• ‘When we keep the commandments of Jesus, He and His Father will abide in us, and we will have truly found Jesus!’
      • ‘Specifically, those who do not know the Son cannot know the Father.’
      • ‘And we share in it with the Father and with his Son Jesus Christ.’
      • ‘There is only one way to the Father - Jesus Christ.’
      • ‘Next, the rebuilding of the Temple - the place that Jesus Christ would later call ‘My Father's House’.’
      • ‘God the Father gave His Son, Jesus Christ, to die for sinners because He loved us.’
      • ‘Three is the Trinity of the Father, the Son and the Holy Ghost.’
      • ‘That's why the Father sent Jesus to us, so we could see God in a human face.’
      • ‘Jesus came from the bosom of the Father to make God known.’
      • ‘We shall all be one even as Christ is in the Father and the Father in Him.’
      god, lord, lord god, deity
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    7. 1.7 Used in proper names, especially when personifying time or a river, to suggest an old and venerable character.
      ‘Father Thames’
      • ‘In the course of the displays the visitor is taken on a journey from the source of Old Father Thames and down its 354 km course to the sea.’
  • 2(often as a title or form of address) a priest.

    ‘pray for me, father’
    • ‘To celebrate its strong links with St Patrick's Church, parish priest Father Sweeney will unveil the school's new learning resource centre today.’
    • ‘Father Gregory prayed to be worthy of his priesthood, then prayed to be able to believe he should pray.’
    • ‘The Priests of the Parish would like to thank the Dromantine Fathers who spoke at all last week's masses about the missions.’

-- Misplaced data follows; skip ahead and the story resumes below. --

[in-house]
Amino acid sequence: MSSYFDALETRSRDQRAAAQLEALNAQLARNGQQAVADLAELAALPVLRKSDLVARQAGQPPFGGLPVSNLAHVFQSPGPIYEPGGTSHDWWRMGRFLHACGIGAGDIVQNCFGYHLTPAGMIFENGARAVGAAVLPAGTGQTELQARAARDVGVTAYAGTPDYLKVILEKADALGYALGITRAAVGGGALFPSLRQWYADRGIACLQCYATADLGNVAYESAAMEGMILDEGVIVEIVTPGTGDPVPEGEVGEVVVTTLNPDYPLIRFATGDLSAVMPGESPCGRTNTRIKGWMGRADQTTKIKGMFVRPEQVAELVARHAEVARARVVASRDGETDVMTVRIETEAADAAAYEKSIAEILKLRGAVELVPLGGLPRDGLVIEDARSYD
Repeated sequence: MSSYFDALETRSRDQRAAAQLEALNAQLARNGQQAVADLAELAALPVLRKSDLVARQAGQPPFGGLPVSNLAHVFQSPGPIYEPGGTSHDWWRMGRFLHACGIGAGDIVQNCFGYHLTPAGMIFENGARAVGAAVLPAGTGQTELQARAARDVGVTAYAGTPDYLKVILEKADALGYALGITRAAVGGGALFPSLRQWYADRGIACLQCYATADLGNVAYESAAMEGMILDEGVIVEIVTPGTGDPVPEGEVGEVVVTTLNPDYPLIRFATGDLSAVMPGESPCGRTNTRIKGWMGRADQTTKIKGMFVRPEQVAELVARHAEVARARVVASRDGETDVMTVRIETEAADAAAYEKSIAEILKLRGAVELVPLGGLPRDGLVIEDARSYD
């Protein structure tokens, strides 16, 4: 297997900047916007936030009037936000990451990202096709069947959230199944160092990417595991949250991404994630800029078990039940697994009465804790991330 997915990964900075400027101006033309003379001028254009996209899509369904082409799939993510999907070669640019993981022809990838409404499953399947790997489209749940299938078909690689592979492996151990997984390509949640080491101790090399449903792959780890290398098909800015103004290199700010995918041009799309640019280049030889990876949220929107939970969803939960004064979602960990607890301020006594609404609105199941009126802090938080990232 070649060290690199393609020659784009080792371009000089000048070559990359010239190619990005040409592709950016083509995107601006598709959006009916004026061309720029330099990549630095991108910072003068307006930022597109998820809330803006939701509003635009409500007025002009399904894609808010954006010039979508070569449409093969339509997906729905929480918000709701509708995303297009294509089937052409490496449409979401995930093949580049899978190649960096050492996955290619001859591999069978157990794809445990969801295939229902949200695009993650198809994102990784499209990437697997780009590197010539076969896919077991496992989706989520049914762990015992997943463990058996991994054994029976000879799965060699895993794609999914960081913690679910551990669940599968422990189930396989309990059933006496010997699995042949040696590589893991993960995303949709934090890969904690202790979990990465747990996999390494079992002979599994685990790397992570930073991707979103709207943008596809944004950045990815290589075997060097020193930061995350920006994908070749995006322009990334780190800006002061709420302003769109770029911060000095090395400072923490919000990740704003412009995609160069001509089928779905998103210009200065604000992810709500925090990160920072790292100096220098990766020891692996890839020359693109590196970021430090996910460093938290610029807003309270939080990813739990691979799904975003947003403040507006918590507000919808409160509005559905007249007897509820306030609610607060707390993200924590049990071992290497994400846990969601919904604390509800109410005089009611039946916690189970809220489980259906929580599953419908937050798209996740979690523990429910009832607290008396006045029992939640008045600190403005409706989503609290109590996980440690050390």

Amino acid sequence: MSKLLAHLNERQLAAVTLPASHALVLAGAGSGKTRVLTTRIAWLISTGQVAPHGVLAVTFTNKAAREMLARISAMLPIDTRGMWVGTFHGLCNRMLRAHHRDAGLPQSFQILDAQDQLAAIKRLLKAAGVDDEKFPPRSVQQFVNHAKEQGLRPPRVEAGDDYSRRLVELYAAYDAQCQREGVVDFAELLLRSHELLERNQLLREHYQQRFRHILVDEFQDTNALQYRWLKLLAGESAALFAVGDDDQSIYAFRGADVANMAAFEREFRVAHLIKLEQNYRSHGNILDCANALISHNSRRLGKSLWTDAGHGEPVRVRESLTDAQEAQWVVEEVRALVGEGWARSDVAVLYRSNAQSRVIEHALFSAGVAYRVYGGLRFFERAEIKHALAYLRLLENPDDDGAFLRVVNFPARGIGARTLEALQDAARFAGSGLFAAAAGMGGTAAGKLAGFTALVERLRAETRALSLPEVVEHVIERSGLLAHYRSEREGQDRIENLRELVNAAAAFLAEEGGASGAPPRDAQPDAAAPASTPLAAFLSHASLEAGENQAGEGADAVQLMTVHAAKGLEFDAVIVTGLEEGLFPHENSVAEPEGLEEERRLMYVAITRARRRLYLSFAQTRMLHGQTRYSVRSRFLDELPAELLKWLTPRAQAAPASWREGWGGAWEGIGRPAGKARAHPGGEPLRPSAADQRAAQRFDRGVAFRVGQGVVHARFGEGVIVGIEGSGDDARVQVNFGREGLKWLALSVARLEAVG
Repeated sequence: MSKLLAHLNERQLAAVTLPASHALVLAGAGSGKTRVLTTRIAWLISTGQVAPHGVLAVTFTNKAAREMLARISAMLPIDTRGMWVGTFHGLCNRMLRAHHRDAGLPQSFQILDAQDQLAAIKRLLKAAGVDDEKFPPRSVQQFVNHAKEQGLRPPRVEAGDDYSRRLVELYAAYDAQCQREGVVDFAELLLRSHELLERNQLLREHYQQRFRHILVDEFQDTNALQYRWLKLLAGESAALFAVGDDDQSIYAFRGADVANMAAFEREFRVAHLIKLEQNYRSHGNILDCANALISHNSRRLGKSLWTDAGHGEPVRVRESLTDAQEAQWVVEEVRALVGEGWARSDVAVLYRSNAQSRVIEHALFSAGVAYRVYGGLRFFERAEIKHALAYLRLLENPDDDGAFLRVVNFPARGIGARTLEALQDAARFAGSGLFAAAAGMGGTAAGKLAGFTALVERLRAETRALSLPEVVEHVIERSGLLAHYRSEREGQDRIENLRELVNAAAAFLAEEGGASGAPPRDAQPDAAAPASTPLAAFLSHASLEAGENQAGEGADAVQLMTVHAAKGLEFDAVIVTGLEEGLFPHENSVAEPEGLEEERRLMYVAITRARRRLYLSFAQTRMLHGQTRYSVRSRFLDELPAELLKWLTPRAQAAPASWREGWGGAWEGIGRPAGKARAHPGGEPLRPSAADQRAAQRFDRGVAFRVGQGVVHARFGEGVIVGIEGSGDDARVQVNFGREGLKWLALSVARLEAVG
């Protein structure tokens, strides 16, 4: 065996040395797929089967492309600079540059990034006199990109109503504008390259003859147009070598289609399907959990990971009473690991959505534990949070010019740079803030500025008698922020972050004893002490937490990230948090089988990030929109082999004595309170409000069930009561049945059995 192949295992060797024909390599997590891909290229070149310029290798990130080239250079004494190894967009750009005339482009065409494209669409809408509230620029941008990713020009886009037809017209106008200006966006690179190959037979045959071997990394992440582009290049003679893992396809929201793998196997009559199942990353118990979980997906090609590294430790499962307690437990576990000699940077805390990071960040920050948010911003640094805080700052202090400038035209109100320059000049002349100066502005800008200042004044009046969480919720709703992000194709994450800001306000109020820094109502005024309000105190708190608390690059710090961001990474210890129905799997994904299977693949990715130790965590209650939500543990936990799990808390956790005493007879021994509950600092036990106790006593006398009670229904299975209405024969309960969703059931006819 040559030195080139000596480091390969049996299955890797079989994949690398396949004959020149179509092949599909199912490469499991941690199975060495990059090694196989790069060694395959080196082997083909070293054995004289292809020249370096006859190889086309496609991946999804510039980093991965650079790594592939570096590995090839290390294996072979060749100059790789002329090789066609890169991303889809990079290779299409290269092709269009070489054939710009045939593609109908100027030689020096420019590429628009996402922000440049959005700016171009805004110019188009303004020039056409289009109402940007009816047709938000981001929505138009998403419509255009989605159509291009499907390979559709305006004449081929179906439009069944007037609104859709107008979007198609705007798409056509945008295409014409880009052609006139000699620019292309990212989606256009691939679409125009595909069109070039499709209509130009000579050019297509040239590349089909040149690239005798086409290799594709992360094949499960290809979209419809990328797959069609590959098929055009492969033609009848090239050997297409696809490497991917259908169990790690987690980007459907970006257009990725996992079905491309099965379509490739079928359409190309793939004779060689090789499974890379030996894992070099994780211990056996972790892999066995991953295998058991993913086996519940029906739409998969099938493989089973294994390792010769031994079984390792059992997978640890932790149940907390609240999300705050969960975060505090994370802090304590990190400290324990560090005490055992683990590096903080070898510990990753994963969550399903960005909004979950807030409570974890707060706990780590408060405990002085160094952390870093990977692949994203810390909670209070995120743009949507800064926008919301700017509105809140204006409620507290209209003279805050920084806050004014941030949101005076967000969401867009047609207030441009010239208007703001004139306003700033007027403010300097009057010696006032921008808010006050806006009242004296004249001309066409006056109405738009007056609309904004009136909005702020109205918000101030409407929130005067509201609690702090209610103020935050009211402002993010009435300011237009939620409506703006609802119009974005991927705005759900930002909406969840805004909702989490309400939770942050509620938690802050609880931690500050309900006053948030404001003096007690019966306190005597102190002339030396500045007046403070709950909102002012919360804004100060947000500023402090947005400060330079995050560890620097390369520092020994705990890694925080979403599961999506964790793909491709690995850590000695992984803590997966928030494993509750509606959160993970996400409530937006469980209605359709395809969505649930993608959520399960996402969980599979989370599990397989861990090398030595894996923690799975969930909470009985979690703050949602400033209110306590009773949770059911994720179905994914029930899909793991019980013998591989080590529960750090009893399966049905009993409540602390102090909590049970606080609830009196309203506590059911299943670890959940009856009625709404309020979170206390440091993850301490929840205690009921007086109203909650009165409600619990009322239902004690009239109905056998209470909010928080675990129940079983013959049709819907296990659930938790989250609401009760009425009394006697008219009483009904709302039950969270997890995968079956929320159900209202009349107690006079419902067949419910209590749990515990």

• ‘They came with two other American missionaries, Father Paul Schneider and Sister Christine Rhody.’
    • ‘The celebrant was Father Martin Tobin, Curate.’
    • ‘Three days later, on 10 September he was christened by Father Anthony Strele at Sevenhill.’
    • ‘Later in 1937, the college was handed over by the French fathers to the Jesuit fathers.’
    • ‘With Father Gustave Weigel, Brown coauthored An American Dialog: A Protestant Looks at Catholicism and a Catholic Looks at Protestantism.’
    • ‘Special speaker will be Redemptorist Priest, Father Johnny Doherty.’
    • ‘We would like to welcome our new Parish Priest, Father Barney King, the new Curate in Omeath.’
    priest, pastor, parson, clergyman, father confessor, churchman, man of the cloth, man of god, cleric, minister, preacher
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  • 3Early Christian theologians (in particular of the first five centuries) whose writings are regarded as especially authoritative.

    • ‘His books and essays on the Fathers of the Church focused on the theological struggles of the early Church to define the faith and the truth of Revelation in Sacred Scripture.’
    • ‘Some of the early Church Fathers stated for the record that it was blasphemous to celebrate this festival.’
    • ‘As St. Ambrose, one of the Fathers of the Church, wrote: ‘Let Mary's soul be in each of you to proclaim the greatness ot the Lord.’’
    • ‘If each tradition derives from the Fathers of the Church, then the churches of East and West have the task of discovering the compatibility of their doctrines.’
    • ‘The Fathers of the Church would hardly dispute a fundamental article of Christian belief which, with scriptural authority, is part of the Athanasian creed.’


[with object]
  • 1Be the father of.

    ‘he fathered three children’
    • ‘The proportion of twins that are fathered by the same sire has been estimated as 26% and any effect of population size on this value is likely to be small.’
    • ‘He was married several times and fathered a few children.’
    • ‘He had fathered six girls with assorted women before siring a boy 12 years ago with his current flame.’
    • ‘Sean, aged 41, calls Kate's baby, fathered by her ex-boyfriend, his ‘daughter.’’
    • ‘The drama of The Big Why is anchored largely in the tension between Kent and his long-suffering wife, Kathleen, as he fathers two children by other women.’
    • ‘Very few world leaders have fathered a baby while in office (to the envy of numerous PMs and Presidents nearer home, in need of Helpage pensions).’